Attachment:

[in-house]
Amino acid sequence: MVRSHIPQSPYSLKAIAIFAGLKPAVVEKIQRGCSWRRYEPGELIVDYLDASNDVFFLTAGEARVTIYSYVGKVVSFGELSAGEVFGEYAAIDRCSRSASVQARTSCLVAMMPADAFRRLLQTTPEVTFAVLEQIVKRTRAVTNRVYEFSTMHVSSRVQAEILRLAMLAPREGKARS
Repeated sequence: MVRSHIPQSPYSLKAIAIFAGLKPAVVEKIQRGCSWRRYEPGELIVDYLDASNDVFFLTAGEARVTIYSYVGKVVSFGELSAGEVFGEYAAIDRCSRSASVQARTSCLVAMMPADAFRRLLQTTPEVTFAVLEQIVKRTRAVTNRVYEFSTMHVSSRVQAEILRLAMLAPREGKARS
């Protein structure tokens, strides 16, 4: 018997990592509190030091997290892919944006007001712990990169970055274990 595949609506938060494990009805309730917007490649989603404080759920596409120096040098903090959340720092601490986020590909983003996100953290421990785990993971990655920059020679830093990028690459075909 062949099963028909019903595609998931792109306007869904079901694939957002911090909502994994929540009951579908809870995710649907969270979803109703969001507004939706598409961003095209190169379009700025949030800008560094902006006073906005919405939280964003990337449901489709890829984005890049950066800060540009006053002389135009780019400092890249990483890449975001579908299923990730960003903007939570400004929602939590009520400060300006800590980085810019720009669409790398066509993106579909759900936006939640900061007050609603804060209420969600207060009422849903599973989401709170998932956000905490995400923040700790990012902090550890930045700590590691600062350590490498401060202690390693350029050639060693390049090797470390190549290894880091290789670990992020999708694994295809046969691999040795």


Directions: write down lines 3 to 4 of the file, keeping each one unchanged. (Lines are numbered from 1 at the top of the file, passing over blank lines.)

Repeated sequence: MVRSHIPQSPYSLKAIAIFAGLKPAVVEKIQRGCSWRRYEPGELIVDYLDASNDVFFLTAGEARVTIYSYVGKVVSFGELSAGEVFGEYAAIDRCSRSASVQARTSCLVAMMPADAFRRLLQTTPEVTFAVLEQIVKRTRAVTNRVYEFSTMHVSSRVQAEILRLAMLAPREGKARS
């Protein structure tokens, strides 16, 4: 018997990592509190030091997290892919944006007001712990990169970055274990 595949609506938060494990009805309730917007490649989603404080759920596409120096040098903090959340720092601490986020590909983003996100953290421990785990993971990655920059020679830093990028690459075909 062949099963028909019903595609998931792109306007869904079901694939957002911090909502994994929540009951579908809870995710649907969270979803109703969001507004939706598409961003095209190169379009700025949030800008560094902006006073906005919405939280964003990337449901489709890829984005890049950066800060540009006053002389135009780019400092890249990483890449975001579908299923990730960003903007939570400004929602939590009520400060300006800590980085810019720009669409790398066509993106579909759900936006939640900061007050609603804060209420969600207060009422849903599973989401709170998932956000905490995400923040700790990012902090550890930045700590590691600062350590490498401060202690390693350029050639060693390049090797470390190549290894880091290789670990992020999708694994295809046969691999040795």